With cash savings account interest rates at all-time lows, many investors are turning to dividend stocks to boost their investment returns. Here?s a look at three FTSE 100 companies paying sizeable dividends to shareholders.
Marks and Spencer Group
There?s no doubt many investors have thrown in the towel at Marks and Spencer Group (LSE: MKS) in the last 15 months. The share price has fallen from 600p in May 2015 to below 300p in June this year, and is down a dismal 23% year to date. Furthermore, in Q2 M&S underperformed the FTSE 100 by 28%, its worst relative quarterly underperformance since…
With cash savings account interest rates at all-time lows, many investors are turning to dividend stocks to boost their investment returns. Here’s a look at three FTSE 100 companies paying sizeable dividends to shareholders.
Marks and Spencer Group
There’s no doubt many investors have thrown in the towel at Marks and Spencer Group (LSE: MKS) in the last 15 months. The share price has fallen from 600p in May 2015 to below 300p in June this year, and is down a dismal 23% year to date. Furthermore, in Q2 M&S underperformed the FTSE 100 by 28%, its worst relative quarterly underperformance since the FTSE 100 was created in 1984. Sentiment towards the high street stalwart is clearly very low right now.
However, despite the fact the retailer’s clothing sales have been woeful in recent years and that profits at the company are roughly 20% lower than they were 20 years ago, the company is still paying its shareholders a dividend and a significant one at that. It paid out dividends of 18.7p per share for FY2016 as well as a ‘special dividend’ of an extra 4.6p per share for a total yield of 6.8%, not bad for a struggling retailer.
Of course, the question that arises whenever a yield is this high is whether the dividends are sustainable. Well the good news is that city analysts seem to believe they are sustainable, at least for the next few years, with consensus dividend forecasts of 21p per share for FY2017 and FY2018, a yield of an excellent 6.1%.
Furthermore, analysts at Morgan Stanley believe that Marks and Spencer may be due for a rerating, pointing out that as 60% of UK sales are now coming from the strongly performing food division, it’s only a matter of time until investors view M&S as a highly performing food retailer, rather than a struggling clothing retailer.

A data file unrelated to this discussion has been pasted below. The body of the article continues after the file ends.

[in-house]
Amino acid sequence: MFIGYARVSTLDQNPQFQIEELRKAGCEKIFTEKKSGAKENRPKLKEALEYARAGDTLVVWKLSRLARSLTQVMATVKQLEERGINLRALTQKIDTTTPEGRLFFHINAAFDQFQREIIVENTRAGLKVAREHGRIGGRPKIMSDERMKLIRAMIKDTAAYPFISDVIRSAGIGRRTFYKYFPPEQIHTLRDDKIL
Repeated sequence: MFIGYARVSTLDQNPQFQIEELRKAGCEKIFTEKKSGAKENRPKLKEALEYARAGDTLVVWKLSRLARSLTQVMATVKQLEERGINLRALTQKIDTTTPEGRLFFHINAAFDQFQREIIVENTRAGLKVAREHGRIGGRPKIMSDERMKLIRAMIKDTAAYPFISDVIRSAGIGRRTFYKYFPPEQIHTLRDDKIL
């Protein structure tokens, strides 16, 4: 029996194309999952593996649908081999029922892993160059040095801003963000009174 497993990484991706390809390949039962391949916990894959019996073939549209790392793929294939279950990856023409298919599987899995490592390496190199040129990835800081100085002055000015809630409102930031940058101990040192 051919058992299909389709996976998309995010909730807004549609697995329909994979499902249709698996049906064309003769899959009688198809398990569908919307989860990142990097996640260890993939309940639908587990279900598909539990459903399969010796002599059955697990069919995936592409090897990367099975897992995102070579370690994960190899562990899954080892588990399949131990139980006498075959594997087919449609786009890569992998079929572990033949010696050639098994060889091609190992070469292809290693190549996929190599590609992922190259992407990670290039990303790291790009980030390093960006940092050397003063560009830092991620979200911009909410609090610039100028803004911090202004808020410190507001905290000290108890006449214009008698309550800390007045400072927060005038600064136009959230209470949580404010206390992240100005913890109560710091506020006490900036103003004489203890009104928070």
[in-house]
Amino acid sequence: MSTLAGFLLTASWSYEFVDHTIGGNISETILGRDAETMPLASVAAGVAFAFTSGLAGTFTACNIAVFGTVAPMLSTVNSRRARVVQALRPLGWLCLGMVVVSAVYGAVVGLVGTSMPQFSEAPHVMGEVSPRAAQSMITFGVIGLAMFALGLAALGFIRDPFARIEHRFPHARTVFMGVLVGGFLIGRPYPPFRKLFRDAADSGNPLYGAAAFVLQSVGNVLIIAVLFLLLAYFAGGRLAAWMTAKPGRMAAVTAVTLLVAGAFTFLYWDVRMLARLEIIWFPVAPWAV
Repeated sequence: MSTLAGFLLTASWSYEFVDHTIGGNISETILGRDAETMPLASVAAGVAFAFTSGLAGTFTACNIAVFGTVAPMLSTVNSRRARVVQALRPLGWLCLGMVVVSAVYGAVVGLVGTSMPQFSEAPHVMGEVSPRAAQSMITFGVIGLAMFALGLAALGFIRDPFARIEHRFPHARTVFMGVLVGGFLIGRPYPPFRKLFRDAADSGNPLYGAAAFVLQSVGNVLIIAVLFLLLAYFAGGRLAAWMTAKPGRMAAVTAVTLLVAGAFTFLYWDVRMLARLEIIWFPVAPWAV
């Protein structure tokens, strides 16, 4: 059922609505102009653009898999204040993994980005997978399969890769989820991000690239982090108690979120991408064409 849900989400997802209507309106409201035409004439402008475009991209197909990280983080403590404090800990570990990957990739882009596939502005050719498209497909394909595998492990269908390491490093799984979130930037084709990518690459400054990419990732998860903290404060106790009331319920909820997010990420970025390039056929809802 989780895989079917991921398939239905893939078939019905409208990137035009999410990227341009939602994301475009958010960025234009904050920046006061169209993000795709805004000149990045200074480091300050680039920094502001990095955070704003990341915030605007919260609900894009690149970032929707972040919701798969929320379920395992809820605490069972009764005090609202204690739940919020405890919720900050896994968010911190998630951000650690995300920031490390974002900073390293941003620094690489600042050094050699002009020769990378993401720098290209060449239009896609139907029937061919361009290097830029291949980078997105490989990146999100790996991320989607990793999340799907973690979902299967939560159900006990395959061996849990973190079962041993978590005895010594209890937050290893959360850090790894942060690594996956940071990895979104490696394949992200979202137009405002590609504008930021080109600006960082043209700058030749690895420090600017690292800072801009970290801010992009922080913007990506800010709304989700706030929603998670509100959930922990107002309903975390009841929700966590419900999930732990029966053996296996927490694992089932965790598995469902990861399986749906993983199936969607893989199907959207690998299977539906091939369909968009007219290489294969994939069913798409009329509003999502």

Another company that has seen a dramatic share price fall this year is pay-TV specialist Sky (LSE: SKY).
Not generally known as a high dividend stock, the 23% fall in the share price this year has created an opportunity for income investors, with the yield now sitting at a healthy 3.9%.
Over the past five years, Sky’s dividend has grown at an annualised rate of over 10%, and while the city forecast dividends to remain flat in FY2017 at 34p per share, consensus estimates point to dividend growth of 9% for 2018 to 37p per share.
Annual results in July showed revenue and adjusted operating profit growth of 7% and 12% respectively, and with the company trading on a P/E ratio of 15.3 times next year’s earnings, now could be a good time to take advantage of this year’s share price weakness to obtain a larger than usual dividend yield.
United Utilities Group
Utility stocks may not be exciting but they can certainly make excellent dividend stocks.
United Utilities Group (LSE: UU) is a case in point, with the company paying out 38p per share in dividends for FY2015, a solid yield of 4%.
United’s dividend policy is to target a dividend growth rate of at least RPI inflation each year through to 2020 and dividend growth in the last five years has averaged 5.1% per year on an annualised basis.
For investors looking for a low volatility income stock, United Utilities Group could be worth a look.
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Edward Sheldon owns shares in Sky. The Motley Fool UK has recommended Sky. We Fools don't all hold the same opinions, but we all believe that considering a diverse range of insights makes us better investors.